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“Race is an issue, and a whole lot of white Americans don’t admit to that,” Ms. Fitzgerald said.
Some voters worry about the Obama stance on guns, one reason the Columbia office offers guidance on the Second Amendment.
The “guns” flier on display for voters to peruse is headlined with an Obama quote: “I believe the Constitution confers an individual right to bear arms.”
It notes he was endorsed by the American Hunters and Shooters Association and that he will “support the rights and traditions of sportsmen.”
“Obama’s words and his actions are clear. He will protect your gun rights, he supports the individual right to bear arms, and he will stand against the confiscation of legally acquired firearms,” the flier concludes.
Several voters who had been leaning toward Mr. Obama said they have been enchanted by Mrs. Palin.
“If anything, Palin is the rock star,” said Cameron Dorr, a 29-year-old massage therapist from Columbia. “I’m sure there are a lot of people today thinking she should be the lead on the ticket.”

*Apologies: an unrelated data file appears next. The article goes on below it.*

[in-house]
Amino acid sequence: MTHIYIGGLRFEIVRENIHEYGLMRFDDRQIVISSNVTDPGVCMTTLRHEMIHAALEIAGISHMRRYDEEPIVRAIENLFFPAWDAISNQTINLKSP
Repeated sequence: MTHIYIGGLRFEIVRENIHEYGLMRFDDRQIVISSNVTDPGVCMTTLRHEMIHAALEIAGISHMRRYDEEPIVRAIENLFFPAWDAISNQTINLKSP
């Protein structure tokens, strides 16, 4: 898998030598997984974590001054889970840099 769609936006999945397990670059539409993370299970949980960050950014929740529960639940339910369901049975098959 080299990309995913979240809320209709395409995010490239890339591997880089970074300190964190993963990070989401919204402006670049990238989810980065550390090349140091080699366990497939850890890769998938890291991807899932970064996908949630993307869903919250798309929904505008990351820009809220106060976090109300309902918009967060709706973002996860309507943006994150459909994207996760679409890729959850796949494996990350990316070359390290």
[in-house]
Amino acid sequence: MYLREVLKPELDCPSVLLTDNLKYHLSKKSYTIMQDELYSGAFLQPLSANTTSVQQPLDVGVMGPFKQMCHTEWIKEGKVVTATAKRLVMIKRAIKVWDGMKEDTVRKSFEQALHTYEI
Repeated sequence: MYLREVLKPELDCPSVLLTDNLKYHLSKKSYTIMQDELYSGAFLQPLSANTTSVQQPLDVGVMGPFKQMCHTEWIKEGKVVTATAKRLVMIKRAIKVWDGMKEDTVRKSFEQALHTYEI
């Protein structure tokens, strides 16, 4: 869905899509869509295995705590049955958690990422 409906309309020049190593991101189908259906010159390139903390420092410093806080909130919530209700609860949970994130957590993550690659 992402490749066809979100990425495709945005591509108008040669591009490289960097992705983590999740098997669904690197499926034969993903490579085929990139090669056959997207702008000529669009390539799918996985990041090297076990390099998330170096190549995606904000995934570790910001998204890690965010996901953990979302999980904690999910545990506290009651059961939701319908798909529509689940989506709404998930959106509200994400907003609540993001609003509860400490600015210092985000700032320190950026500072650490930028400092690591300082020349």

Mr. Dorr said he will “probably” vote for Mr. Obama because Mr. Bush “was such a mistake,” but added, “It’s not done yet.”
But some die-hard Republicans were looking at the Democratic ticket for its vice president. Several voters said they like Mr. Biden, who is to campaign in Columbia and St. Louis on Tuesday.
The Obama camp sent out surrogates to highlight the “Bush-McCain” economic plan in advance of the Republican visit to the western part of the state Monday. They also have made a big “Republicans for Obama” push with former Republican Rep. Jim Leach of Iowa leading the group.
About the Author
Christina Bellantoni is a White House correspondent for The Washington Times in Washington, D.C., a post she took after covering the 2008 Democratic presidential campaigns. She has been with The Times since 2003, covering state and Congressional politics before moving to national political beat for the 2008 campaign. Bellantoni, a San Jose native, graduated from UC Berkeley with ...
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